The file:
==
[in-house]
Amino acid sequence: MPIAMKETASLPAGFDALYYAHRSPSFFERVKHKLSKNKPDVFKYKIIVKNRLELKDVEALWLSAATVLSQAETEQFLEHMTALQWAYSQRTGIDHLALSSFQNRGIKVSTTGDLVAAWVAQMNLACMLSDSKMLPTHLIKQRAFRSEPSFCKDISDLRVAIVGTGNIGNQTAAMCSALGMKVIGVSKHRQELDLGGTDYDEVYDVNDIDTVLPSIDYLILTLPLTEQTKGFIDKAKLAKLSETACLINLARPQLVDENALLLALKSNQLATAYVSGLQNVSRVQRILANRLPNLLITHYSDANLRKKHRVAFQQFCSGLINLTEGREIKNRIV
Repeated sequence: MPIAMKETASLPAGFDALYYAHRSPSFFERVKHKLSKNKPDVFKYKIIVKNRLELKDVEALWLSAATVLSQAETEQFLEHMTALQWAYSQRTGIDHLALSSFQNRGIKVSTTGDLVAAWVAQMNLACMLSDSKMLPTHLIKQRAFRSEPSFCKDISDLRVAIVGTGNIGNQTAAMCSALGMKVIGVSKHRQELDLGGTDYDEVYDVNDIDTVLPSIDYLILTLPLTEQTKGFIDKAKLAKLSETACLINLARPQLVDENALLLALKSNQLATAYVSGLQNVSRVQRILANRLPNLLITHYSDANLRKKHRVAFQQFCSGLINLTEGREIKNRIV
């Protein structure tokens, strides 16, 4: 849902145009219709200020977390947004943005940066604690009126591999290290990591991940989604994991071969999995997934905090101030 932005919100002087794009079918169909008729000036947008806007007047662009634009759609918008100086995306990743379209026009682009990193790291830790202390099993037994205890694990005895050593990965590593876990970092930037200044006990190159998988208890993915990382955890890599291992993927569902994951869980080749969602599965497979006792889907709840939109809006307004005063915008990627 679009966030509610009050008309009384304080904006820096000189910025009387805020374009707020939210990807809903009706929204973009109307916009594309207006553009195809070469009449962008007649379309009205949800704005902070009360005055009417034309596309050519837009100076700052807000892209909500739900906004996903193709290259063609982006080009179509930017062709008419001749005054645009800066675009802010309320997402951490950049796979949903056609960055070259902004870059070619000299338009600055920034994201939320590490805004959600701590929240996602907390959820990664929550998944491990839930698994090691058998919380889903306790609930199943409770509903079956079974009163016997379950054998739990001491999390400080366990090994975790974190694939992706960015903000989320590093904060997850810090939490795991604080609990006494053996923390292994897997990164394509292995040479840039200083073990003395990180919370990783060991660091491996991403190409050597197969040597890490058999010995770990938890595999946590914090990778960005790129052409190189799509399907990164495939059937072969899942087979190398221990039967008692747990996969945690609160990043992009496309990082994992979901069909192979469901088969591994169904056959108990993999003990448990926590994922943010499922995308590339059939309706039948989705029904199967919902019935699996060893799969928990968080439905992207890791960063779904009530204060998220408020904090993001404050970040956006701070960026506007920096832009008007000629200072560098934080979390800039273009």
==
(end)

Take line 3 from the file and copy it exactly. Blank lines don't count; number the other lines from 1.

Repeated sequence: MPIAMKETASLPAGFDALYYAHRSPSFFERVKHKLSKNKPDVFKYKIIVKNRLELKDVEALWLSAATVLSQAETEQFLEHMTALQWAYSQRTGIDHLALSSFQNRGIKVSTTGDLVAAWVAQMNLACMLSDSKMLPTHLIKQRAFRSEPSFCKDISDLRVAIVGTGNIGNQTAAMCSALGMKVIGVSKHRQELDLGGTDYDEVYDVNDIDTVLPSIDYLILTLPLTEQTKGFIDKAKLAKLSETACLINLARPQLVDENALLLALKSNQLATAYVSGLQNVSRVQRILANRLPNLLITHYSDANLRKKHRVAFQQFCSGLINLTEGREIKNRIV